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Neurosurgery. 2006 Jul;59(1 Suppl 1):ONS146-56; discussion ONS146-56.

Quantification of true in vivo (application) accuracy in cranial image-guided surgery: influence of mode of patient registration.

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1
Department of Neurosurgery, Toulouse University Hospitals, Toulouse-Rangueil, France. MascottDonnelly@netscape.net

Abstract

OBJECTIVE:

Very few studies have attempted to quantify the true (application) accuracy of image-guidance systems during craniotomy. This is, in part, because of the lack of millimetric intraoperative targets to allow such measurements. Few in vivo studies have compared the influence of mode of patient registration on subsequent true accuracy.

METHODS:

Seven modes of patient registration (anatomic landmarks, 5 or 10 adhesive fiducials, bone-implanted fiducials [Stryker-Leibinger], surface matching using 45 or 100 points over scalp convexity or nose/auditory meatus contours) were compared. Thirty patients were involved in the study. Millimetric targets (bone drill holes or deep 1-mm titanium hemoclips) were placed then localized and saved at surgery. These targets were then identified on postoperative volumetric computed tomography fused with operative data sets. Localization errors of the targets were measured for each registration on an optical image-guidance system (StealthStation).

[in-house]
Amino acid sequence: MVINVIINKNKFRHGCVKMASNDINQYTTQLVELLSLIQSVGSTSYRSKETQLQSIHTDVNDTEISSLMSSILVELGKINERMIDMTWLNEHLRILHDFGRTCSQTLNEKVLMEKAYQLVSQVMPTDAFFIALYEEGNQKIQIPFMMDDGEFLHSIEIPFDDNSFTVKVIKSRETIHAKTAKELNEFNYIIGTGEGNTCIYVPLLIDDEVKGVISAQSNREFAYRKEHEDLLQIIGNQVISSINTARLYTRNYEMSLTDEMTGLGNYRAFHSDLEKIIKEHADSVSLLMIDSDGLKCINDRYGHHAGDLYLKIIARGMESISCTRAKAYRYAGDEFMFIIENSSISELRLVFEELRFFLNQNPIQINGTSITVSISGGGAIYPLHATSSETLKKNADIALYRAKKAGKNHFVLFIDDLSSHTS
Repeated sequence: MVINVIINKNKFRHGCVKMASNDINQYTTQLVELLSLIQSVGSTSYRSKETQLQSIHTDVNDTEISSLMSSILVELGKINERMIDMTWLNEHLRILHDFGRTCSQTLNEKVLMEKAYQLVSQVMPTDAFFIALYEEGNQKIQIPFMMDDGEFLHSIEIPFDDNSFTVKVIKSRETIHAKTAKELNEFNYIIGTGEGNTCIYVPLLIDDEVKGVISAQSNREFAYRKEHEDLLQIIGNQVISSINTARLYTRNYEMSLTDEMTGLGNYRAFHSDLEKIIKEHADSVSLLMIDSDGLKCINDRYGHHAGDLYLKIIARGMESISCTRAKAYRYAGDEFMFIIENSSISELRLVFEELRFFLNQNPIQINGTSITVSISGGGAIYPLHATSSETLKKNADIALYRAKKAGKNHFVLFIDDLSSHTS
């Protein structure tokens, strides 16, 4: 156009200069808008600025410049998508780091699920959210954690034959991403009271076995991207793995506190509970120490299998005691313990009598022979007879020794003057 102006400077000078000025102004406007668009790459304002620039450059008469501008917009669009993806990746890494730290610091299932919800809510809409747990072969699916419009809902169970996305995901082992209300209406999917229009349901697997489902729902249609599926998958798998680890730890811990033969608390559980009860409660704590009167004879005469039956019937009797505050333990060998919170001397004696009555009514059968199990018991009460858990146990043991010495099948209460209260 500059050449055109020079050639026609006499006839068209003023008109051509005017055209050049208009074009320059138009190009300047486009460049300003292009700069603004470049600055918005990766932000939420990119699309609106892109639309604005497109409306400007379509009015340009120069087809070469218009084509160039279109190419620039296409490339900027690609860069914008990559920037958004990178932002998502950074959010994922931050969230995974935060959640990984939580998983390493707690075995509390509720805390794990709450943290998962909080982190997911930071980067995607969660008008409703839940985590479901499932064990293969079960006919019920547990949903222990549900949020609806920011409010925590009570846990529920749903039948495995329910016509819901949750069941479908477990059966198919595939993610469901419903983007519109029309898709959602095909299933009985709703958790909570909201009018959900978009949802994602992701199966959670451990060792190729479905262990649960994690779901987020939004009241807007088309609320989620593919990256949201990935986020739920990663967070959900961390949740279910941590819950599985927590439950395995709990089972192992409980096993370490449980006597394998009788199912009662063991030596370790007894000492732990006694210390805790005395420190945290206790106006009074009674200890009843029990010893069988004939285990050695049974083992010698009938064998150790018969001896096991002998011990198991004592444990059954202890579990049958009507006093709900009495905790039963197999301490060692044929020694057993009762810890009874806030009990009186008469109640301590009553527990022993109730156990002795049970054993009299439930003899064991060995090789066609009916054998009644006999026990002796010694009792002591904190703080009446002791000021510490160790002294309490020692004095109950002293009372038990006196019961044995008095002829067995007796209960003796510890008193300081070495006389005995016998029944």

RESULTS:

Only implanted cranial fiducials had a statistically significant accuracy advantage (1.7 +/- 0.7 mm). All other registrations had similar accuracies (approximately 4.0 +/- 1.7 mm) except anatomic landmarks, which were worse (4.8 +/- 1.9 mm). Calculated accuracies (root mean squared) had no predictive value for true (application) accuracies.

CONCLUSION:

Not surprisingly, application accuracy of image-guidance is worse without implanted cranial markers. Unexpectedly, there was no major difference in localization of deep targets between the other registrations tested in this study. Care must be taken when using image-guidance tools to consider error introduced by registration. Cranium-implanted fiducials should be considered when high accuracy and reproducibility are needed.

[Indexed for MEDLINE]

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